Active COVID-19 cases in Nunavik, Quebec rise to 212

The community of Salluit, in Nunavik, Quebec. now has 142 active COVID-19 cases. (Marika Wheeler/CBC)

The regional health board in Nunavik, the Inuit region of northern Quebec, reported 23 new active COVID-19 cases on Tuesday, brining total active cases in the region to 212.

There’s been 57 recoveries.

The region has been in the midst of an outbreak since the beginning of October with steadily increasing numbers each week. It’s the first time there’s been community transmission in the region since March 2020.

The situation in Nunavik is especially concerning for health authorities given the region’s extremely low vaccination coverage.

The most recent figures released last week showed that only 45 per cent of the total population of approximately 13,000 had received two doses of a COVID-19 vaccine. Fifty-nine per cent of the eligible population has been fully vaccinated.

‘Vaccination rates are still too low’

On Monday, the Nunavik Regional Board of Health and Social Services (NRBHSS) renewed calls for people to get a COVID-19 vaccine.

“Vaccination rates are still too low,” the NRBHSS said in a Facebook post.

“The importance of adequate protection has been expressed time and again. Getting vaccinated will improve the situation and the risk of severe complications from receiving it are practically insignificant. What is significant are the risks associated with not getting vaccinated: hospitalization, long-term complications, possible death.”

Reported Nunavik Case Counts as of Tuesday, November 3

The most recent community case counts in Nunavik are:

    • Salluit – 142 active cases
    • Kangirsuk – 52 active cases
    • Kuujjuaq – 8 active cases
    • Ivujivik – 6 active cases
    • Kangiqsujuaq – 4 active case

There are also 4 active cases at Ullivik, the Dorval residence used for Nunavik residents in Montreal for health services.

-Source: Nunavik Regional Board of Health and Social Services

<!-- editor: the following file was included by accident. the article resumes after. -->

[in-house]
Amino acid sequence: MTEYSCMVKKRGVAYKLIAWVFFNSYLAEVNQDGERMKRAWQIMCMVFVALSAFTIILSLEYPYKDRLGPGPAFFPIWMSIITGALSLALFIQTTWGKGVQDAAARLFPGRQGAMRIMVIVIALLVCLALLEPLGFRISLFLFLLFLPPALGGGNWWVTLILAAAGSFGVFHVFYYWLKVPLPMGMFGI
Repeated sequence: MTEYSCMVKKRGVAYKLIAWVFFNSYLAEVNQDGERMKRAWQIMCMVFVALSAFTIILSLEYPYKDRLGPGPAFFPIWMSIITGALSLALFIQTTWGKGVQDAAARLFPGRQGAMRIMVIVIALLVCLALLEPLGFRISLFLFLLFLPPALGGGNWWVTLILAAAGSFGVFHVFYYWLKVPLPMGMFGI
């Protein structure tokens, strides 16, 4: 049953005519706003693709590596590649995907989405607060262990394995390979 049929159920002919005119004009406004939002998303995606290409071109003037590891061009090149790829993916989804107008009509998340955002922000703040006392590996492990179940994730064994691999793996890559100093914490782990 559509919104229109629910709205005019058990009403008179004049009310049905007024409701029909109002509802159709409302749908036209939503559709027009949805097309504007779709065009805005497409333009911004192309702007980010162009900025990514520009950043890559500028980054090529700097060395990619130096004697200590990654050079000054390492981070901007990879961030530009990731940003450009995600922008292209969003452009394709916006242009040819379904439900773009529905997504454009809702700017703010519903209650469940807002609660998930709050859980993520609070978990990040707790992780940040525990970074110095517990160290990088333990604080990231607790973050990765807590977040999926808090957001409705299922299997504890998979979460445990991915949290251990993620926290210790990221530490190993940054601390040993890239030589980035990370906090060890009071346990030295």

Three communities, Salluit, Kangirsuk and Kuujjuaq remain on red alert, the highest COVID-19 alert in the region, meaning they’re on lockdown until further notice, non-essential services have been shut down, and visits between people living in different households is prohibited.

Three of Nunavik’s 14 communities remain on red alert. (Nunavik Regional Board of Health and Social Services)

On the weekend, the communities of Ivujivik and Kangiqsualujjuaq were moved from red alert to orange alert.

The orange alert level means no gatherings of more than 10 people, no gatherings are permitted that bring people from different communities together, and only essential travel is permitted in the region.

Flights between the Ungava coast side of Nunavik, where the majority of active COVID-19 cases are located, and the Hudson coast of Nunavik remain suspended until further notice. 

Write to Eilís Quinn at eilis.quinn(at)cbc.ca 

Related stories from around the North:

Canada: Health officials in Canada’s Northwest Territories extends Behchokǫ COVID-19 containment order until Oct. 29, CBC News

Greenland: Greenland lifts COVID-19 restrictions on direct travel to small communities, Eye on the Arctic

Iceland: Iceland to soften COVID-19 rules on Oct. 20, plans full lifting of restrictions next month, Eye on the Arctic

United States: Rural Alaska at risk as COVID-19 surge swamps faraway hospitals, The Associated Press

Antarctica: U.K. delivers COVID-19 vaccine to British station in Antarctica, Eye on the Arctic

Eilís Quinn, Eye on the Arctic

Eilís Quinn is an award-winning journalist and manages Radio Canada International’s Eye on the Arctic news cooperation project. Eilís has reported from the Arctic regions of all eight circumpolar countries and has produced numerous documentary and multimedia series about climate change and the issues facing Indigenous peoples in the North.

Her investigative report "Death in the Arctic: A community grieves, a father fights for change," about the murder of Robert Adams, a 19-year-old Inuk man from Arctic Quebec, received the silver medal for “Best Investigative Article or Series” at the 2019 Canadian Online Publishing Awards. The project also received an honourable mention for excellence in reporting on trauma at the 2019 Dart Awards in New York City.

Her report “The Arctic Railway: Building a future or destroying a culture?” on the impact a multi-billion euro infrastructure project would have on Indigenous communities in Arctic Europe was a finalist at the 2019 Canadian Association of Journalists award in the online investigative category.

Her multimedia project on the health challenges in the Canadian Arctic, "Bridging the Divide," was a finalist at the 2012 Webby Awards.

Her work on climate change in the Arctic has also been featured on the TV science program Découverte, as well as Le Téléjournal, the French-Language CBC’s flagship news cast.

Eilís has worked for media organizations in Canada and the United States and as a TV host for the Discovery/BBC Worldwide series "Best in China."

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